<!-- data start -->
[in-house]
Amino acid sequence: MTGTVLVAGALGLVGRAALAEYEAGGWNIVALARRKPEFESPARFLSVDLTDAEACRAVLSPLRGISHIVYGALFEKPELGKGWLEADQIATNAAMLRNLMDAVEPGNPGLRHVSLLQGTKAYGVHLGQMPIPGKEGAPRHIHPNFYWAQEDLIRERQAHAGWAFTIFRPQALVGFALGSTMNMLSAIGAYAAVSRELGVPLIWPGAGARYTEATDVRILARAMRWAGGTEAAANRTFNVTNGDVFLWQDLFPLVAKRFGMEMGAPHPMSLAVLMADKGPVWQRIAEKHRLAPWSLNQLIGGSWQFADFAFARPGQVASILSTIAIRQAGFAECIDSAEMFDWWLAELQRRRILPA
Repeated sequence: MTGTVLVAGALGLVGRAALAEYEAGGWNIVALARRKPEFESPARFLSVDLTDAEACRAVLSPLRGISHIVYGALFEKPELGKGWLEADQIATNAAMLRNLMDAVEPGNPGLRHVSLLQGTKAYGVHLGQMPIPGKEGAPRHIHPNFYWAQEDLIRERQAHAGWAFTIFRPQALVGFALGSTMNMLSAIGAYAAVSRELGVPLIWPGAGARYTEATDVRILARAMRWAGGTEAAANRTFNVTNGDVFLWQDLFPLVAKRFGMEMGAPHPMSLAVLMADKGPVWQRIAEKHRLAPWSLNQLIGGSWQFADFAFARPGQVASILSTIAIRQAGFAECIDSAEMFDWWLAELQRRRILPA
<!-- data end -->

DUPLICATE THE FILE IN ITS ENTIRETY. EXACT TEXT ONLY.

[in-house]
Amino acid sequence: MTGTVLVAGALGLVGRAALAEYEAGGWNIVALARRKPEFESPARFLSVDLTDAEACRAVLSPLRGISHIVYGALFEKPELGKGWLEADQIATNAAMLRNLMDAVEPGNPGLRHVSLLQGTKAYGVHLGQMPIPGKEGAPRHIHPNFYWAQEDLIRERQAHAGWAFTIFRPQALVGFALGSTMNMLSAIGAYAAVSRELGVPLIWPGAGARYTEATDVRILARAMRWAGGTEAAANRTFNVTNGDVFLWQDLFPLVAKRFGMEMGAPHPMSLAVLMADKGPVWQRIAEKHRLAPWSLNQLIGGSWQFADFAFARPGQVASILSTIAIRQAGFAECIDSAEMFDWWLAELQRRRILPA
Repeated sequence: MTGTVLVAGALGLVGRAALAEYEAGGWNIVALARRKPEFESPARFLSVDLTDAEACRAVLSPLRGISHIVYGALFEKPELGKGWLEADQIATNAAMLRNLMDAVEPGNPGLRHVSLLQGTKAYGVHLGQMPIPGKEGAPRHIHPNFYWAQEDLIRERQAHAGWAFTIFRPQALVGFALGSTMNMLSAIGAYAAVSRELGVPLIWPGAGARYTEATDVRILARAMRWAGGTEAAANRTFNVTNGDVFLWQDLFPLVAKRFGMEMGAPHPMSLAVLMADKGPVWQRIAEKHRLAPWSLNQLIGGSWQFADFAFARPGQVASILSTIAIRQAGFAECIDSAEMFDWWLAELQRRRILPA